Selected Sci-News Items Feb 01- Feb 06, 2020
General Interest    Cosmos    Innovation    Health    Nature    Environment    Climate

Science for the Public video (They Didn't Believe It! series)
02/03/20 They Didn't Believe It! The Germ Theory of Disease


Kimchi, Cow Poop and Other Spurious Corona-virus Remedies
Washington Post, February 02, 2020
As the virus spreads and with no cure in sight, some people are looking to alternative remedies to protect themselves from infection or cure themselves if they've already contracted it.

How Hard Is It to Scramble Rubik's Cube?
Phys.Org, January 31, 2020
There are many fascinating mathematical questions related to Rubik's Cube.

Why We Knock on Wood
The Conversation, January 31, 2020
Knocking on wood may seem trivial, but it is one small way people quell their fears in a life full of anxieties.

What Will the World Look Like in 2030?
The Atlantic, February 01, 2020
One thing is certain: The next decade will look very different from what most people expect.

No One Can Explain Why Planes Stay in the Air
Scientific American, February, 2020 issue
Do recent explanations solve the mysteries of aerodynamic lift?

This Professor's 'Amazing' Trick Makes Quadratic Equations Easier
New York Times, February 05, 2020
Quadratics, which are introduced in elementary algebra classes, pop up often in physics and engineering in the calculating of trajectories, even in sports. A mathematician has rediscovered a technique that the ancient Babylonians used.

Destructive Super Solar Storms Hit Us Every 25 Years Or So
Universe Today, January 31, 2020
These powerful storms can disrupt electronic equipment, including communication equipment, aviation equipment, power grids, and satellites.

Scientists Cooled a Nanoparticle to the Quantum Limit
Science News, January 30, 2020
The particle's motion reached the lowest level allowed by the Heisenberg uncertainty principle.
The Age of Interstellar Visitors
Quanta, January 29, 2020
As astronomers get better at finding the comets and asteroids of other stars, they'll learn more about the universe and our place in it.
A New Form Of Northern Lights Discovered In Finland - By Amateur Sky Watchers
NPR, January 30, 2020 (w/video)
Two of the group's photographers managed to capture pictures of the aurora at the exact same second, from locations 120 kilometers (75 miles) apart.

Exploring Strangeness and the Primordial Universe
Science Daily, January 31, 2020
Within quark-gluon plasma, strange quarks are readily produced through collisions between gluons.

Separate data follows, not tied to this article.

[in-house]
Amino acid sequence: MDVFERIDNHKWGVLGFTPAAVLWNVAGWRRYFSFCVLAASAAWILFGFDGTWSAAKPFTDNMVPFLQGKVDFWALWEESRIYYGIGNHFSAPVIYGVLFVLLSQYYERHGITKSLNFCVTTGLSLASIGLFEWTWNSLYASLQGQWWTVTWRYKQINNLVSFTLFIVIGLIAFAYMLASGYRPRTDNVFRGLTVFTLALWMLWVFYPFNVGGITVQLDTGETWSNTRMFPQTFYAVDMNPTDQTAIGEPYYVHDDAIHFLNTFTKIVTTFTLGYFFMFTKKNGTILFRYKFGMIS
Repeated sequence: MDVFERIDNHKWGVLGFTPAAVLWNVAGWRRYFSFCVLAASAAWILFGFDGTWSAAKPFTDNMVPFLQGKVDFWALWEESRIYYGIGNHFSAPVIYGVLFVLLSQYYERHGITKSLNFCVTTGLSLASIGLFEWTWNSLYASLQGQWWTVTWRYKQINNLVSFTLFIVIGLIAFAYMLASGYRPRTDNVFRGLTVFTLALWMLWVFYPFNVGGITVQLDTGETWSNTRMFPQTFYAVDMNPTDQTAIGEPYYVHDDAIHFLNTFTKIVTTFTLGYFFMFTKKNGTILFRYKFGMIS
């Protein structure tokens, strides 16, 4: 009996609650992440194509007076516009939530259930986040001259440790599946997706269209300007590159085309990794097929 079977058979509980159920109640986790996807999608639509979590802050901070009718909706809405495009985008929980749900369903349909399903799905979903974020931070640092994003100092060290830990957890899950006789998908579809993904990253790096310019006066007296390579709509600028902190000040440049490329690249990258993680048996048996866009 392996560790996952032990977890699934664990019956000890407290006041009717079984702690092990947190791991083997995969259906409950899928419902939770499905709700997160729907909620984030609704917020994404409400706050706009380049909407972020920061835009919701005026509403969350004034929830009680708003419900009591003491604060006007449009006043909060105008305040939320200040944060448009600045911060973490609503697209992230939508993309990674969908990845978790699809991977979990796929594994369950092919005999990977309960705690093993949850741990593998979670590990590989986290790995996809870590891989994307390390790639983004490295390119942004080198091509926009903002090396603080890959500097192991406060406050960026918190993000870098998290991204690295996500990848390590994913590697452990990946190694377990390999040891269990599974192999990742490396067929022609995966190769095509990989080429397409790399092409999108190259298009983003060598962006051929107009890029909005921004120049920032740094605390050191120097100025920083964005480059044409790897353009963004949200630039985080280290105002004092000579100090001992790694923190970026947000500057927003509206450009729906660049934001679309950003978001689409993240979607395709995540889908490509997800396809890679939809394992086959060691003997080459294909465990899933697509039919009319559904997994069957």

An Intelligent Interaction Between Light and Material
Cosmos, February 05, 2020
Researchers hope it's a new platform for computing.

Step Aside CRISPR, RNA Editing Is Taking Off
Nature, February 04, 2020
Making changes to the molecular messengers that create proteins might offer flexible therapies for cancer, pain or high cholesterol, in addition to genetic disorders.

Electric Vehicle Batteries Will 'Dwarf' The Grid's Energy-Storage Needs
Forbes, January 29, 2020
There will be more than enough batteries in electric vehicles by 2050 to support a grid that runs on solar and wind-if the two are connected by smart chargers, according to experts at the International Renewable Energy Agency.

Injured Knee? Send In the Microbots
Cosmos, January 27, 2020
Korean scientists propose novel way to treat damaged cartilage.

An Ultra-Fast Microscope for the Quantum World
Phys.Org, January 29, 2020
The operation of components for future computers can now be filmed in HD quality, so to speak.


30 Low-Calorie Breakfasts to Keep You Full All Morning, According to Dietitians
Prevention, November 26, 2019 (archive)
Kickstart your day with a satisfying breakfast packed with high-quality protein, fiber, and healthy fats.

Keeping Aging Muscles Fit Is Tied to Better Heart Health Later
New York Times, January 29 2020
For men at least, entering middle age with plenty of muscle may lower the later risk of developing heart disease by more than 80 percent.

The Conversation, February 03, 2020
Leprosy, mentioned in both Old and New testaments, is the first documented disease for which quarantine was imposed.